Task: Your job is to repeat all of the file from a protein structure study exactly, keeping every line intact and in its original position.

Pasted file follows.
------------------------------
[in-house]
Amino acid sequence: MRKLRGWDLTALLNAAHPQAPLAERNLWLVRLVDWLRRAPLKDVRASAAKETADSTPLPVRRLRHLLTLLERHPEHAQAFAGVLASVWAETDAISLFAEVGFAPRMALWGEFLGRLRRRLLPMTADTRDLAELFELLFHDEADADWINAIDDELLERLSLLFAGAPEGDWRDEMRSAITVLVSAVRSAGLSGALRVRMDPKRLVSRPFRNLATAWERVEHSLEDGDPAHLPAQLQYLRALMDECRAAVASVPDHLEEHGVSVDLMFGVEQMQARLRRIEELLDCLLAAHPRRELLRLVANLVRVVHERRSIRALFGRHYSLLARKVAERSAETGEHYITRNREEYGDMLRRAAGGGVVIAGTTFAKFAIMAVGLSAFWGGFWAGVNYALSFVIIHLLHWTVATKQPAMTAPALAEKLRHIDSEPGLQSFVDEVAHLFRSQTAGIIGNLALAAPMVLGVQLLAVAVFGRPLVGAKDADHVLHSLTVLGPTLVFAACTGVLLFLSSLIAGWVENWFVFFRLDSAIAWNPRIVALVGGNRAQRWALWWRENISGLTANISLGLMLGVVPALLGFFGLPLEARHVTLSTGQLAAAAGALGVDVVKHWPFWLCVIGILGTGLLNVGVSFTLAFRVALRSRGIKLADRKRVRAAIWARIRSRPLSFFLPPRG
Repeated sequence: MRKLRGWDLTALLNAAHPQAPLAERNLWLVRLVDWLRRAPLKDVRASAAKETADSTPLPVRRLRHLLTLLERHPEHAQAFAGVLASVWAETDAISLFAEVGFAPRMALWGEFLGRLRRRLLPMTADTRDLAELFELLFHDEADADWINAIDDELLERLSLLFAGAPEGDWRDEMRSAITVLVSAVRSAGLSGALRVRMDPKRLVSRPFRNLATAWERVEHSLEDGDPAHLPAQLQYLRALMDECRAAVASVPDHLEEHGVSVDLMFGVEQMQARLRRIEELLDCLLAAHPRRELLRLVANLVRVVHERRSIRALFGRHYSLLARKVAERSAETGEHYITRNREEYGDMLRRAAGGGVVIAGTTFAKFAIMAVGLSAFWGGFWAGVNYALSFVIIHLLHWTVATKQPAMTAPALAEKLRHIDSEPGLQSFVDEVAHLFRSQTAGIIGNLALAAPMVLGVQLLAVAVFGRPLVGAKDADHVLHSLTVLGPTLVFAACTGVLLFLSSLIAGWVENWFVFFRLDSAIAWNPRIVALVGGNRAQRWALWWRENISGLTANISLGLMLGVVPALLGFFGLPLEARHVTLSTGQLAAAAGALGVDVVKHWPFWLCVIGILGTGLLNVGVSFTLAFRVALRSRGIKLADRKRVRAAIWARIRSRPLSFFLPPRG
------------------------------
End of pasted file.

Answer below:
[in-house]
Amino acid sequence: MRKLRGWDLTALLNAAHPQAPLAERNLWLVRLVDWLRRAPLKDVRASAAKETADSTPLPVRRLRHLLTLLERHPEHAQAFAGVLASVWAETDAISLFAEVGFAPRMALWGEFLGRLRRRLLPMTADTRDLAELFELLFHDEADADWINAIDDELLERLSLLFAGAPEGDWRDEMRSAITVLVSAVRSAGLSGALRVRMDPKRLVSRPFRNLATAWERVEHSLEDGDPAHLPAQLQYLRALMDECRAAVASVPDHLEEHGVSVDLMFGVEQMQARLRRIEELLDCLLAAHPRRELLRLVANLVRVVHERRSIRALFGRHYSLLARKVAERSAETGEHYITRNREEYGDMLRRAAGGGVVIAGTTFAKFAIMAVGLSAFWGGFWAGVNYALSFVIIHLLHWTVATKQPAMTAPALAEKLRHIDSEPGLQSFVDEVAHLFRSQTAGIIGNLALAAPMVLGVQLLAVAVFGRPLVGAKDADHVLHSLTVLGPTLVFAACTGVLLFLSSLIAGWVENWFVFFRLDSAIAWNPRIVALVGGNRAQRWALWWRENISGLTANISLGLMLGVVPALLGFFGLPLEARHVTLSTGQLAAAAGALGVDVVKHWPFWLCVIGILGTGLLNVGVSFTLAFRVALRSRGIKLADRKRVRAAIWARIRSRPLSFFLPPRG
Repeated sequence: MRKLRGWDLTALLNAAHPQAPLAERNLWLVRLVDWLRRAPLKDVRASAAKETADSTPLPVRRLRHLLTLLERHPEHAQAFAGVLASVWAETDAISLFAEVGFAPRMALWGEFLGRLRRRLLPMTADTRDLAELFELLFHDEADADWINAIDDELLERLSLLFAGAPEGDWRDEMRSAITVLVSAVRSAGLSGALRVRMDPKRLVSRPFRNLATAWERVEHSLEDGDPAHLPAQLQYLRALMDECRAAVASVPDHLEEHGVSVDLMFGVEQMQARLRRIEELLDCLLAAHPRRELLRLVANLVRVVHERRSIRALFGRHYSLLARKVAERSAETGEHYITRNREEYGDMLRRAAGGGVVIAGTTFAKFAIMAVGLSAFWGGFWAGVNYALSFVIIHLLHWTVATKQPAMTAPALAEKLRHIDSEPGLQSFVDEVAHLFRSQTAGIIGNLALAAPMVLGVQLLAVAVFGRPLVGAKDADHVLHSLTVLGPTLVFAACTGVLLFLSSLIAGWVENWFVFFRLDSAIAWNPRIVALVGGNRAQRWALWWRENISGLTANISLGLMLGVVPALLGFFGLPLEARHVTLSTGQLAAAAGALGVDVVKHWPFWLCVIGILGTGLLNVGVSFTLAFRVALRSRGIKLADRKRVRAAIWARIRSRPLSFFLPPRG